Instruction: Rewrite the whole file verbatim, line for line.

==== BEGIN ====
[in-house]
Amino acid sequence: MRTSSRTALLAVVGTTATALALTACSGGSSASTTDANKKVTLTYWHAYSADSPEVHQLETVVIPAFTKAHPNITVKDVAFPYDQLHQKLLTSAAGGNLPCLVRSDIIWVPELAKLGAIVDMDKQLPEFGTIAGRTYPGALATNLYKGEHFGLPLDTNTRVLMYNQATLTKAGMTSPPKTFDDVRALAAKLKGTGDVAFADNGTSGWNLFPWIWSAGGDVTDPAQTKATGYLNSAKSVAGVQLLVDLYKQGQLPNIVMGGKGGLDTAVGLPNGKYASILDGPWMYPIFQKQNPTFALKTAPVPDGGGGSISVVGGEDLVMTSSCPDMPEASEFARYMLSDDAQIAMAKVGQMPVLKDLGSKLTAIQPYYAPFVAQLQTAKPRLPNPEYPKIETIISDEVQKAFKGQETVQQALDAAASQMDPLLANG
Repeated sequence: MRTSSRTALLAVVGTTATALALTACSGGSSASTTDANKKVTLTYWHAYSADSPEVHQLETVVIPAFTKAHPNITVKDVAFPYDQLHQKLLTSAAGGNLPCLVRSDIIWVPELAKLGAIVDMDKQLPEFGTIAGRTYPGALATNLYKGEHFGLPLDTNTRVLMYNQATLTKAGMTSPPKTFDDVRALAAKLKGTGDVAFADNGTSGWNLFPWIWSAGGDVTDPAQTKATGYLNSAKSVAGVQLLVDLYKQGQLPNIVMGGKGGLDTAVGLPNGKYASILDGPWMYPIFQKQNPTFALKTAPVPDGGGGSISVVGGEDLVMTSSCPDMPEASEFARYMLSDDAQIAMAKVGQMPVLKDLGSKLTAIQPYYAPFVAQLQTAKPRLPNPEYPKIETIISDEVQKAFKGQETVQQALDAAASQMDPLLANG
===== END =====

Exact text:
[in-house]
Amino acid sequence: MRTSSRTALLAVVGTTATALALTACSGGSSASTTDANKKVTLTYWHAYSADSPEVHQLETVVIPAFTKAHPNITVKDVAFPYDQLHQKLLTSAAGGNLPCLVRSDIIWVPELAKLGAIVDMDKQLPEFGTIAGRTYPGALATNLYKGEHFGLPLDTNTRVLMYNQATLTKAGMTSPPKTFDDVRALAAKLKGTGDVAFADNGTSGWNLFPWIWSAGGDVTDPAQTKATGYLNSAKSVAGVQLLVDLYKQGQLPNIVMGGKGGLDTAVGLPNGKYASILDGPWMYPIFQKQNPTFALKTAPVPDGGGGSISVVGGEDLVMTSSCPDMPEASEFARYMLSDDAQIAMAKVGQMPVLKDLGSKLTAIQPYYAPFVAQLQTAKPRLPNPEYPKIETIISDEVQKAFKGQETVQQALDAAASQMDPLLANG
Repeated sequence: MRTSSRTALLAVVGTTATALALTACSGGSSASTTDANKKVTLTYWHAYSADSPEVHQLETVVIPAFTKAHPNITVKDVAFPYDQLHQKLLTSAAGGNLPCLVRSDIIWVPELAKLGAIVDMDKQLPEFGTIAGRTYPGALATNLYKGEHFGLPLDTNTRVLMYNQATLTKAGMTSPPKTFDDVRALAAKLKGTGDVAFADNGTSGWNLFPWIWSAGGDVTDPAQTKATGYLNSAKSVAGVQLLVDLYKQGQLPNIVMGGKGGLDTAVGLPNGKYASILDGPWMYPIFQKQNPTFALKTAPVPDGGGGSISVVGGEDLVMTSSCPDMPEASEFARYMLSDDAQIAMAKVGQMPVLKDLGSKLTAIQPYYAPFVAQLQTAKPRLPNPEYPKIETIISDEVQKAFKGQETVQQALDAAASQMDPLLANG